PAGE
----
Mechanically-speaking, there's little you haven’t seen elsewhere, but it’s a good-looking, fun third-person romp dripping in slimy nostalgia, and the chance to spend time in the company of these old friends – some of them dearly departed – is too good to pass up if you've ever strapped on your school backpack and gone out to catch ghosts in the garden.
It'd be easy to look at the bobcat's resumé, look at this and dismiss it out of hand. Unfortunately, although Bubsy: Paws On Fire has the foundation of a decent runner and developer Choice Provisions knows what it's doing in terms of creating levels with an engaging flow, less than stellar performance, bland and repetitive stages, superfluous gameplay additions and long loads combine to drag the experience down. It's not awful, it's just nowhere near as good as the Runner series and ultimately we'd recommend ditching the bobcat and spending time in the company of Commander Video instead.
Omega Labyrinth Life is a Whopper of a game – delicious and juicy on the poster, but it's really just salt and stodge. If you're after some decent dungeon-crawling filler, it certainly does the job and there's pleasure to be had, but there are far cheaper, more adventurous meals on Switch eShop that are ultimately more satisfying and won't leaving you feeling mildly guilty. If you're a curious onlooker whose interest is piqued, we'd wait for a sale; fanservice isn't enough to justify the asking price at launch for anybody but diehard Omega Labyrinth devotees.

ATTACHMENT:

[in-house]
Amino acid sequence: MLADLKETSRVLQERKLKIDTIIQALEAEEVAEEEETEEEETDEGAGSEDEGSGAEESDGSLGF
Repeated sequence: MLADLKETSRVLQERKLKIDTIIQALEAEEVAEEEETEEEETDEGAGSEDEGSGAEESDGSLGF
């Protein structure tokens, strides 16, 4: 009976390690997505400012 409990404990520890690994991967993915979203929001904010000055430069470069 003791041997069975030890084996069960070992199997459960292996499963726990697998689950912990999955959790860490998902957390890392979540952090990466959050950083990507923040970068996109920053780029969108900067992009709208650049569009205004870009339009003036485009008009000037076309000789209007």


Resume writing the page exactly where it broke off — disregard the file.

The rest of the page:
We spent a long time mulling over why Senran Kagura: Peach Ball didn't push any of our buttons. If you find anime ladies with animal features highly appealing, you can probably add a couple of points to the score below. Ultimately, though, Peach Ball serves up a tedious, repetitive story with monotonous characters and pinball tables that can be characterised likewise. Despite a polished art style and a genuinely interesting idea of livening up the arcade game in a way only possible in a video game, we found the end result sorely lacking in the pinball department.
Various factors accumulate to take the shine off Resident Evil 0 in comparison to the original game, but the Switch version showcases it at its best, and even though it doesn't reach the heights of 1 or 2, it provides a shot of old-school Resident Evil for those who like that sort of thing. It looks great on Switch and the ability to play on-the-go helps alleviate some of the frustrations inherent to its old-fashioned systems. Overall, it's very much more of the same, but if that's what you're after, Resident Evil 0 ticks the requisite boxes nicely.
Resident Evil 4 is one of the best video games of all time, and if you’ve somehow managed to avoid it all these years, the Switch edition is a decent, convenient way to catch up – but the fact that the Wii Edition still has a legitimate claim as the 'definitive' version proves irksome. Handheld mode is the biggest draw here and that’s not only where the game’s ageing visuals work best, but also where its control scheme makes the most sense.